Today, imbued with the ability to interpret how much authority they have been given by Congress, administrative agencies continue to grow in number and power. There isn’t any reliable list of the thousands of agencies that currently exist. But we do know how many rules and regulations are issued each year, because in 1993, Wayne Crews of the Competitive Enterprise Institute began to count them. By 2018, Crews had recorded 101,000 new regulations, more than 3,000 per year. That startling statistic should make it clear that the real lawmakers in the U.S. government don’t reside in Congress, as the Constitution requires, but in the thousands of small and large bureaucratic fiefdoms of the executive branch.
If the administrative state continues to grow, it won’t be long before the American people will recognize that elections don’t really change anything, because the real and binding laws are being made and enforced by a faceless bureaucracy that no one seems able to control. And when this recognition dawns, it will be a very dangerous moment for the country, comparable in some ways to the moment that produced Brexit. There were many reasons for Britain’s vote to leave the EU, but one of the most important was the conclusion of many Britons that they did not have any significant ability to control the hundreds of binding EU regulations coming out of Brussels. In effect, the EU lost its legitimacy as a rulemaking body among the people of Britain.
Absent steps taken to curb the agencies of the U.S. administrative state, over which the American people probably already believe they have no control, our federal government could also face the threat of losing its popular legitimacy. To prevent this from happening, we must find a way to return lawmaking power to Congress, where it belongs — and keep it there. Only then will the American people agree that they control their government.
The Nondelegation Doctrine
Fortunately, there is a way to restore the proper constitutional separation of powers.
The principal reason that so much power has flowed to the agencies of the administrative state is that Congress has for many years failed to make the tough decisions that are part of legislating. Instead, it has grown comfortable merely setting goals for administrative agencies — such as achieving clean air or clean water — without specifying how those goals should be achieved. In the end, this means that members of Congress are not accountable to their constituents for what administrative agencies do.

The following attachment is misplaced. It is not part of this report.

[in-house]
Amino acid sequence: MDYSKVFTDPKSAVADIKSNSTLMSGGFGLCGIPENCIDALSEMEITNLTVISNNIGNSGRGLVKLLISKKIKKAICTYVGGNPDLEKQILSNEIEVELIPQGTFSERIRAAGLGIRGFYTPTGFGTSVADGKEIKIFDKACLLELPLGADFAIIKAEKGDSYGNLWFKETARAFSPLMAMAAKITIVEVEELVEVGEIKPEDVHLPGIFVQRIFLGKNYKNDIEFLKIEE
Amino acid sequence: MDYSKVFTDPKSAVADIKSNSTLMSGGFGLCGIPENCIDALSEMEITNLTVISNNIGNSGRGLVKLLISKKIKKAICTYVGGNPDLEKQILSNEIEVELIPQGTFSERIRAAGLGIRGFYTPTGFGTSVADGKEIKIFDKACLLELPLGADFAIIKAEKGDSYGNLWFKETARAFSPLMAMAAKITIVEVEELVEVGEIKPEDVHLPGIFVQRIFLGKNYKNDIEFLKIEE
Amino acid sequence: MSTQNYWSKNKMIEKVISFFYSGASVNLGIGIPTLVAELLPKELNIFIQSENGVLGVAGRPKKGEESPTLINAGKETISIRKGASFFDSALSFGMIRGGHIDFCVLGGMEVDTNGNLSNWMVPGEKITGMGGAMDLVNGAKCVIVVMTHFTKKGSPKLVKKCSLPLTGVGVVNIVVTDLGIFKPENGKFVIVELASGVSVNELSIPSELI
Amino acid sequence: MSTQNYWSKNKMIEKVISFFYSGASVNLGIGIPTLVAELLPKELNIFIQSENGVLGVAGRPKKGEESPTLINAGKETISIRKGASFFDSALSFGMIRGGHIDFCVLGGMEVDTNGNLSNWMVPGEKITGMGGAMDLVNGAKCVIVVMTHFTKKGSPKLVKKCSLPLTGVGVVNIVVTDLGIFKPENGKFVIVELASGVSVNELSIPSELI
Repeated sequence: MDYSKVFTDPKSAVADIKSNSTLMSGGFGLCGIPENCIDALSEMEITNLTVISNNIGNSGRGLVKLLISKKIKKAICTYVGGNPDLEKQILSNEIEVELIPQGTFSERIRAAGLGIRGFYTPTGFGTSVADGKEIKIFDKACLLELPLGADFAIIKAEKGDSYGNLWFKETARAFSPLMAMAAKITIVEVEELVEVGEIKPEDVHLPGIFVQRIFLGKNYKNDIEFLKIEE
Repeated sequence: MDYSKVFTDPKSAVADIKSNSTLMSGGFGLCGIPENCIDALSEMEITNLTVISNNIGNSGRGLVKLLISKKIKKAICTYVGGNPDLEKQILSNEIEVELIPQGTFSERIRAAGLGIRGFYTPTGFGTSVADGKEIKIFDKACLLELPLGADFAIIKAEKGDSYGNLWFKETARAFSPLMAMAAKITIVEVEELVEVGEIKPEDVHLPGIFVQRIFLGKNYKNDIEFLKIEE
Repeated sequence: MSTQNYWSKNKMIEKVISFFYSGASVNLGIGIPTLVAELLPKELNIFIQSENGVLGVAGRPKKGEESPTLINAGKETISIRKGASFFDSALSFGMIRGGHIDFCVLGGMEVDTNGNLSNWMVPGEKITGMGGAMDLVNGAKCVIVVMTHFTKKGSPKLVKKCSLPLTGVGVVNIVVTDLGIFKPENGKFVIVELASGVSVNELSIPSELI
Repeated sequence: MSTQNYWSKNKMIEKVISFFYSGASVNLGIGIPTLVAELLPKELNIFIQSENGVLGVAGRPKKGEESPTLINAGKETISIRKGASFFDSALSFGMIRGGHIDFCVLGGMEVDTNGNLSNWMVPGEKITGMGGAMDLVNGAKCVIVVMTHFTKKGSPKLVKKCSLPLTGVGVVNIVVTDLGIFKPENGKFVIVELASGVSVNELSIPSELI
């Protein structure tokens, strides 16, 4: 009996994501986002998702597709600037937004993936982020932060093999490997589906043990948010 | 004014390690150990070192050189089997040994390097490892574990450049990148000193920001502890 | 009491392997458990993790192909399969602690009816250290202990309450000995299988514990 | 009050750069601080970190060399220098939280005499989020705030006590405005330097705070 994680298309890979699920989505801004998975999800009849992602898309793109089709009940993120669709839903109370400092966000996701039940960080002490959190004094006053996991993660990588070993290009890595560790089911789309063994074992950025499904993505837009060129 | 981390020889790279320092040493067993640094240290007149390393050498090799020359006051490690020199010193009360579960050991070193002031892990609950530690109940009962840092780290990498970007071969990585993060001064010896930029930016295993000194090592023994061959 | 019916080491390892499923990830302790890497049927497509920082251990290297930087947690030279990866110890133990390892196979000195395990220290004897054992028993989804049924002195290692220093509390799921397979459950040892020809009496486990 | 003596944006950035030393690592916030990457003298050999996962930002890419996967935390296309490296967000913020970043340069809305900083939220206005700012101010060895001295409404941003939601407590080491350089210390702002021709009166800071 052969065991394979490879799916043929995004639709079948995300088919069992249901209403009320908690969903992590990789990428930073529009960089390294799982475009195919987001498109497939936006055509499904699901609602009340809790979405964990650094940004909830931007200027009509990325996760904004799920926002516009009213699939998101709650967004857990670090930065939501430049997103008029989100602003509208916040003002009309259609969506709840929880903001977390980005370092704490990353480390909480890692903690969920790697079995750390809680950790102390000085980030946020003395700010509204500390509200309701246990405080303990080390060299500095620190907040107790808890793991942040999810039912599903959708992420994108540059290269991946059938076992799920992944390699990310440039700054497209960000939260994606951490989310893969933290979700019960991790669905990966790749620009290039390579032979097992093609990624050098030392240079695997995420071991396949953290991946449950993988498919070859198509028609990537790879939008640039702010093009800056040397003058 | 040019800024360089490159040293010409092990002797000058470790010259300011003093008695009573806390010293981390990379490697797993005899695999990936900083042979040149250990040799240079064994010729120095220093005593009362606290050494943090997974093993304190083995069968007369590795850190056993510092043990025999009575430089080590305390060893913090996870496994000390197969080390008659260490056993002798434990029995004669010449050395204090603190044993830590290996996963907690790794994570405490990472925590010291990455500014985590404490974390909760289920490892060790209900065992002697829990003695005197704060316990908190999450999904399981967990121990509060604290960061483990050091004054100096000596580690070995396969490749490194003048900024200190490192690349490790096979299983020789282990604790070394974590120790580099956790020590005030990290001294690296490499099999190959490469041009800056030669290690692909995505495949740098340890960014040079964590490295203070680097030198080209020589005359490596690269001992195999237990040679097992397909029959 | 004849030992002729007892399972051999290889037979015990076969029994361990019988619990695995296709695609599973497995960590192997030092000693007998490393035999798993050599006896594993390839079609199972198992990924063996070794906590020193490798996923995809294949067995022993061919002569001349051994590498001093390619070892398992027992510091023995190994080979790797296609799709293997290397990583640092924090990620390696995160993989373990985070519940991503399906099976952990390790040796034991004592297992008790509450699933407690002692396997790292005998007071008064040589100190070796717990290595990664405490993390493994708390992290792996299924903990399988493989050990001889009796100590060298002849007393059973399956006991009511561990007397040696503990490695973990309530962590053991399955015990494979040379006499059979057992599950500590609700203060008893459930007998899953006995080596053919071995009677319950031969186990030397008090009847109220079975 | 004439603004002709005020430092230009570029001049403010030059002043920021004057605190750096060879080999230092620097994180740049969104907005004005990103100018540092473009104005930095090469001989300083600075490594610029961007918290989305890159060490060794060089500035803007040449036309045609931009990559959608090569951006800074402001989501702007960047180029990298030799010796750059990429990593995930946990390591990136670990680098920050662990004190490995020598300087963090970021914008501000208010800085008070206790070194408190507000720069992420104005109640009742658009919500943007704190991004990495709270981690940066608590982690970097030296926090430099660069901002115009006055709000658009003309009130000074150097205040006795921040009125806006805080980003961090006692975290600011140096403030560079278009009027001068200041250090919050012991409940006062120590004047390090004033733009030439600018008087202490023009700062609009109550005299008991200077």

We can’t expect lawmakers to suddenly become courageous; the political incentive to avoid their constitutional responsibility is just too strong. What is instead necessary is something that will force Congress to make the tough decisions that a legislature must make in governing a democratic society.
As difficult as it may seem, there is a legal theory that could accomplish this. It is called the “nondelegation doctrine,” and it holds that Congress cannot delegate its legislative powers to the president or the executive branch. The theory has been validated only twice by the Supreme Court, in the two 1935 cases, Panama Refining and Schechter Poultry, discussed earlier. But at least five conservative justices on the current Court have expressed support for it, and originalist conservative Amy Coney Barrett, the newest member of the Court, is likely to add a sixth to their ranks.
Given the Framers’ view that the separation of powers is essential to maintaining the peoples’ liberties, the idea that Congress could not delegate its legislative responsibility to any other branch, including the agencies of the executive branch, must be true. Otherwise, one of the central purposes of the Constitution — to keep any one person or group from having both the power to make and to enforce the laws — will be tossed aside.
By adopting this position in a future case, the Court could immediately force Congress to begin taking its legislative responsibilities seriously. Lawmakers would have to specify more exactly what they expect and authorize a particular agency to do, and the agency would no longer have the discretionary authority to go beyond the letter of the law.
The nondelegation doctrine is not a quick and easy fix for the problem — it will take years of consistent effort by the Court to define the contours of legislative authority — but it seems the only realistic way to arrest the gradual slide of our government into the hands of the administrative state. If it is not invoked by the current Court, we may face a future in which all the rules Americans have to obey are made not by our elected representatives, but by the unaccountable administrative bureaucracies of the federal government — a future everyone who loves this nation and its liberties should shudder to contemplate.